Amazon Silk and Performance Responsibility
Now that Amazon’s Kindle Fire tablet is making its way into customers hands we are starting to hear about how its much touted Silk web browser and its web acceleration feature functions in real life. Initial research shows that, at least in this 1.0 release, Silk is actually faster with acceleration turned off.
I don’t want to focus on how good or bad Silk’s acceleration feature is. Technology only gets better. I agree with Steve Souders that Silk will eventually provide a faster browsing experience. Making Silk’s acceleration work is a technical issue which Amazon can solve. Instead I want to focus on the larger policy issue: Who is responsible for web performance?
With Silk, Amazon is telling web developers that they suck at making fast sites. In fact, they suck so much, that Amazon is not going to wait for them to stop sucking. Instead Amazon has taken the unprecedented step to proxy all of the web traffic of Silk users and apply performance optimizations on the fly. Its mod_pagespeed, but in reverse.
The traditional view is that it’s the website owners’ responsibility to make a website faster. But Amazon is saying “its the creator of the consumption device’s responsibility to make a website faster.”
That’s pretty startling shift in view.
Amazon has made a business decision that the Kindle Fire will provide the fastest tablet browsing experience possible. (Sound familiar?) To ensure this happens, Amazon developed its own web browser and is spending millions of dollars on the infrastructure to support this acceleration feature. Web server does not support SPDY? Solved. Website not using compression? Solved. Content not minifed? Solved. But only if you are using a Kindle Fire.
In other words, web performance is so poor that hardware vendors are able differentiate themselves by solving your website’s performance problems.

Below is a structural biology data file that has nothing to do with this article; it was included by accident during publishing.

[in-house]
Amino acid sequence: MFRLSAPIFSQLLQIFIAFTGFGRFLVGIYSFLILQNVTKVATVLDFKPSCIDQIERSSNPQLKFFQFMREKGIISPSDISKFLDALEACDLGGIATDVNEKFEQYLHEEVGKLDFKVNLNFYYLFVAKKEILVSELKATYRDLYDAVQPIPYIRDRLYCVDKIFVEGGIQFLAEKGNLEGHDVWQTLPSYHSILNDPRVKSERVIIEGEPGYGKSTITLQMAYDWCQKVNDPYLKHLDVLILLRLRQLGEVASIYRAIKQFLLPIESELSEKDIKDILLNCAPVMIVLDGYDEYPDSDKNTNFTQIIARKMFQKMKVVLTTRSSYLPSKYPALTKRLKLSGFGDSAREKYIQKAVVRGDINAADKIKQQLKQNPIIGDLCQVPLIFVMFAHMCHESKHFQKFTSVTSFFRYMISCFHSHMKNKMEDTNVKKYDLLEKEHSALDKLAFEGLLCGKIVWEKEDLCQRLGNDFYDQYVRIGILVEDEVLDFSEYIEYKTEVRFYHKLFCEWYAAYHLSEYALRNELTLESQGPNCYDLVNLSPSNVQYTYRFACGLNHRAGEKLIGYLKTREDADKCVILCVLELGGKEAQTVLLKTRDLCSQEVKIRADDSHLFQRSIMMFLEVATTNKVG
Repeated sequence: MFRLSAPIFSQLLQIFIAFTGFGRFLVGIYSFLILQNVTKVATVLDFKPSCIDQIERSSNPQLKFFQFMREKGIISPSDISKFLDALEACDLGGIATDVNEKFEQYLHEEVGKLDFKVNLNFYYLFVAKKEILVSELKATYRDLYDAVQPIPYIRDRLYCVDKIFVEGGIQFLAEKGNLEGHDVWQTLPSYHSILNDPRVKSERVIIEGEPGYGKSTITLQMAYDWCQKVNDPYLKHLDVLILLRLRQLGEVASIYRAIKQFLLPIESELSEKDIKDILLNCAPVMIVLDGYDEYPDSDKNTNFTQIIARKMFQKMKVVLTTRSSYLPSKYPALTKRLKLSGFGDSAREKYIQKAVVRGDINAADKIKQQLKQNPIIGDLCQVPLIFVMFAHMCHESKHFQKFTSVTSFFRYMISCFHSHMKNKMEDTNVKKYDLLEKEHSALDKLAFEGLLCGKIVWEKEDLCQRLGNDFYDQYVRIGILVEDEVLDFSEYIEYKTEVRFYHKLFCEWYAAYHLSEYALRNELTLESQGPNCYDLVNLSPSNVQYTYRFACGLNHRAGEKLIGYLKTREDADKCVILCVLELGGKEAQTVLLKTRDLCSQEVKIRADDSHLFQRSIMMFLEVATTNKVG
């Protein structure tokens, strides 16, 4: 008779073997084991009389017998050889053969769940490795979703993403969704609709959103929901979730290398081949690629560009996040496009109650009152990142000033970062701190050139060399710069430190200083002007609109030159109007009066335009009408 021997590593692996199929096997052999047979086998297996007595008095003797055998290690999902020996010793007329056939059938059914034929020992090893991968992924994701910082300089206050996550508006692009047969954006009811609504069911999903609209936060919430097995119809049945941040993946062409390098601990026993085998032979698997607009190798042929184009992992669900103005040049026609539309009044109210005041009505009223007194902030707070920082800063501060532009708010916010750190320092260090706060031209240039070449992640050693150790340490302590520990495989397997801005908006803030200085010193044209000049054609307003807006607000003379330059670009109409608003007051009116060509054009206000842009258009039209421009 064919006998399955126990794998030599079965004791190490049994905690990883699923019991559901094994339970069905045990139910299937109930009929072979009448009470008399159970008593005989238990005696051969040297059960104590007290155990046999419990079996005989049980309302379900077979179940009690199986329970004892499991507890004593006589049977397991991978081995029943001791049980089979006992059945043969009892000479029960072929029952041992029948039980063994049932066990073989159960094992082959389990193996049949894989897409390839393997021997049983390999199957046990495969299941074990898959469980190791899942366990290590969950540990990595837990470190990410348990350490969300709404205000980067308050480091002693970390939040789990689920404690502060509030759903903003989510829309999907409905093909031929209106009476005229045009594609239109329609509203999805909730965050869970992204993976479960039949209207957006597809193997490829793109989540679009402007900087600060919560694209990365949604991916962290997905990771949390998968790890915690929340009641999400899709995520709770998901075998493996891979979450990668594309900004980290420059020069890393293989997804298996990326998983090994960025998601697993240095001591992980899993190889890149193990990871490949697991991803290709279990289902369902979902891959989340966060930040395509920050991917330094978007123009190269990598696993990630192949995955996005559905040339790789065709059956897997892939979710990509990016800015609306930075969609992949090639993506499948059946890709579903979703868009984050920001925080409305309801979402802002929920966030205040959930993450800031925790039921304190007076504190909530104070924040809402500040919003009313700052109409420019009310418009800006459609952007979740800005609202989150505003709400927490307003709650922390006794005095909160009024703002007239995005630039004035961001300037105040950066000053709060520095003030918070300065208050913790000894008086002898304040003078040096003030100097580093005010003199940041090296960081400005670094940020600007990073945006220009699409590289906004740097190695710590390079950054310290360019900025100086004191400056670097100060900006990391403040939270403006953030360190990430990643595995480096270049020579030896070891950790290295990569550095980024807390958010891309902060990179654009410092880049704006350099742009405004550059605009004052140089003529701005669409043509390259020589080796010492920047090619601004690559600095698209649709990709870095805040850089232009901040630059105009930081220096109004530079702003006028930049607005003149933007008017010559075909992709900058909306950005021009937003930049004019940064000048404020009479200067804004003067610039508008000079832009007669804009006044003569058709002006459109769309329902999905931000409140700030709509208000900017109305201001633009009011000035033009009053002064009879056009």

It’s not surprising that Amazon decided to take matters into its own hands I have written extensively and presented Zoompf’s research at Velocity numerous times on the matter. 70% of images aren’t losslessly optimized. 75% of sites have an item which should have HTTP compression which doesn’t. 30% of webpages contain errors. Even Twitter is choking on implementing some of the most basic of optimizations. It’s not pretty out there.
But is it really a 3rd party, be it a online retailer, a consumer electronics company, a network device manufacturer, or a software vendor, who magically absolves you of the responsibility to make a fast site? This is an interesting question.
I am of the opinion that it is the web app creator’s responsibility to make it fast. In fact, the entire philosophy of Zoompf is, ultimately, web performance transparency: Scan my site; tell me specifically what the performance problems are; tell me how severe they are and what their impact is; show me how to fix them with configuration, process, and code changes; validate they get fixed; monitor and track that they are not re-introduced. No magic. No obfuscation. No “trust us, performance is hard, we got this, pay no attention to the man behind the curtain.” Just data, and the tools and guidance to make informed decisions.
Who is responsible for web performance? Who do you think? This question that will play out over the next several years and I’ll write more of my thoughts soon.